Trump appoints critics of net neutrality rules to FCC transition team

Their appointment could lead to a reversal of current net neutrality rules

FCC building in Washington

The Federal Communications Commission's headquarters in Washington, D.C.

Credit: Federal Communications Commission

U.S. President-elect Donald Trump has appointed two opponents of current net neutrality rules to his team charged with overseeing the transition in the Federal Communications Commission.

The FCC voted in February last year by 3-2 to reclassify broadband as a regulated, common-carrier service, thus prohibiting providers from selectively blocking or throttling or offering paid prioritization of traffic.

The new president, who will be sworn in January, will likely undo some of the policies in the 2015 Open Internet Order, as both his nominees to the transition team - Jeff Eisenach and Mark Jamison – have previously opposed the new FCC rules.

Eisenach, who is currently employed with Nera Economic Consulting, has served in senior positions at the Federal Trade Commission and the Office of Management and Budget while Jamison, who is director at the Public Utility Research Center at the University of Florida, served as special academic advisor to the chair of the Florida Governor's Internet task force and as president of the Transportation and Public Utilities Group, besides working as manager of regulatory policy at Sprint.

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In an article in 2014, pointed out by Forbes, Eisenach, a visiting scholar at the American Enterprise Institute, wrote that “net neutrality is not about protecting consumers from rapacious Internet Service Providers (ISPs),” and would not promote rural broadband and lower prices, and has nothing to do with promoting free speech. “The rules favored by net neutrality advocates would ban or restrict payments from one type of business – 'edge providers' – to another type of business – broadband ISPs – while placing no limits on what ISPs charge consumers,” Eisenach added.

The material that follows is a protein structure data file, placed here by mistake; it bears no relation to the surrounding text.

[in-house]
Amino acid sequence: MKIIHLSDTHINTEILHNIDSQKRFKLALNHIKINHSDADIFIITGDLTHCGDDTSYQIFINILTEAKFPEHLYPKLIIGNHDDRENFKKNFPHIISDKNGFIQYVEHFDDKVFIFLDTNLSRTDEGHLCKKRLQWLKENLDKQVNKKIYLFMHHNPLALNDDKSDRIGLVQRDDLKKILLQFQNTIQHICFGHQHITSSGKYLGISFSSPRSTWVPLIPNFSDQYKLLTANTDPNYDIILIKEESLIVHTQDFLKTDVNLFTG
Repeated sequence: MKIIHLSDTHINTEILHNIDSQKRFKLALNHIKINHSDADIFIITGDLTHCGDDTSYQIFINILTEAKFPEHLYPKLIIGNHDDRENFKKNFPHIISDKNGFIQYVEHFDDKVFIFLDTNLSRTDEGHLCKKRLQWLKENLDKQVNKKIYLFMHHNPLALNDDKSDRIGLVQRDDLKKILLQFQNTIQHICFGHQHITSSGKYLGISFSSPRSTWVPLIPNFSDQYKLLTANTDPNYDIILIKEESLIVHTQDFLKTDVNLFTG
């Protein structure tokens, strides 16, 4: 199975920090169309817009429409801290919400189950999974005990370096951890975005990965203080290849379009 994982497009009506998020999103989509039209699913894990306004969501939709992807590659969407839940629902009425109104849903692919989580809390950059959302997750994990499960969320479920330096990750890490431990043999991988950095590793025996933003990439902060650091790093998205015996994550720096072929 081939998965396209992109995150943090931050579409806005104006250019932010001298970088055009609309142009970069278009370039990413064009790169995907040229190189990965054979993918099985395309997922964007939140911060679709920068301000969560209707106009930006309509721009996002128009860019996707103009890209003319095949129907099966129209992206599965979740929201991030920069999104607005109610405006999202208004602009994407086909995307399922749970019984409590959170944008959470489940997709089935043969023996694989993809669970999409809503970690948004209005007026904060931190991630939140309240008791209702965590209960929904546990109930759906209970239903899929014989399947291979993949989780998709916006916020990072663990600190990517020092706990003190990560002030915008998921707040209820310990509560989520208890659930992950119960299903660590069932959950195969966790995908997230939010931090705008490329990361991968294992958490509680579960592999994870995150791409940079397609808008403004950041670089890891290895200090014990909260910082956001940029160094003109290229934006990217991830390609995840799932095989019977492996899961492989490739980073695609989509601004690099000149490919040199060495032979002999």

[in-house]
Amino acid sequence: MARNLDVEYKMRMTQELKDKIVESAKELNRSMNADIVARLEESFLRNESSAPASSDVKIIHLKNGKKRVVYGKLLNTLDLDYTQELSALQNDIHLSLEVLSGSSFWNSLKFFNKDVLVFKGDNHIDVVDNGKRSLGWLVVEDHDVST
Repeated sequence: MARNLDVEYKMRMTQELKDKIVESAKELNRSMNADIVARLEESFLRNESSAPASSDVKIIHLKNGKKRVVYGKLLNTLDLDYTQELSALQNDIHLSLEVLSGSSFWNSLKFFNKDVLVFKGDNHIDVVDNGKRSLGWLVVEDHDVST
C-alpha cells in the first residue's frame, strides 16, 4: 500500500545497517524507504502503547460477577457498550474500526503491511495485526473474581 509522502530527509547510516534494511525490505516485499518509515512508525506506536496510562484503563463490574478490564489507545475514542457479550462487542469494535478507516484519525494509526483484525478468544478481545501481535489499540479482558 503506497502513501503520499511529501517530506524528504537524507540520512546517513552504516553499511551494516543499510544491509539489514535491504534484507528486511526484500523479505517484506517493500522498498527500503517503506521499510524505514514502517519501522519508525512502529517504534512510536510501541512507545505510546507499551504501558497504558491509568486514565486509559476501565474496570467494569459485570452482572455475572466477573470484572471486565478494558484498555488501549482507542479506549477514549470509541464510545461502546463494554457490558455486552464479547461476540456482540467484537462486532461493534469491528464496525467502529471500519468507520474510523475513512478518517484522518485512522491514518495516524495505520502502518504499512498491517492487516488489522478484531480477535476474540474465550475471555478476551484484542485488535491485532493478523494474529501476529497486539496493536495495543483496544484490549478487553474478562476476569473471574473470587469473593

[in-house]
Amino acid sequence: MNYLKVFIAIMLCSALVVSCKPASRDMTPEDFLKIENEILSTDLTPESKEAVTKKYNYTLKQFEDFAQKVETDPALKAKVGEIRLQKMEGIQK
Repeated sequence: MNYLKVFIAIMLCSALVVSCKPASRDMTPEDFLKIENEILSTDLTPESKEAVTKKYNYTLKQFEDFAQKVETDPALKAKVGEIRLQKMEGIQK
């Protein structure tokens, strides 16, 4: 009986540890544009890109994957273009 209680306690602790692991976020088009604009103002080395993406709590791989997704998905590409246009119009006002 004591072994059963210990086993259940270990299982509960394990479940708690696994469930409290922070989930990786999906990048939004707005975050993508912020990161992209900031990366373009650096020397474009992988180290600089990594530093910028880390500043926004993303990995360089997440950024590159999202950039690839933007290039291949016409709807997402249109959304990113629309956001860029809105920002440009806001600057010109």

Jamison has recently called for a policy that goes “beyond net neutrality to a framework that resolves disputes, enables leadership and innovation, and protects the poor.” Net neutrality in the U.S. is hurting some of the very people it is supposed to help, he wrote in a June 2016 article to AEI.

The current net neutrality rules have the support of a large number of internet companies, including Google and Facebook, who in 2014 wrote to the FCC warning of the grave consequences if it failed to protect the open internet, by allowing broadband providers to charge for prioritizing traffic.

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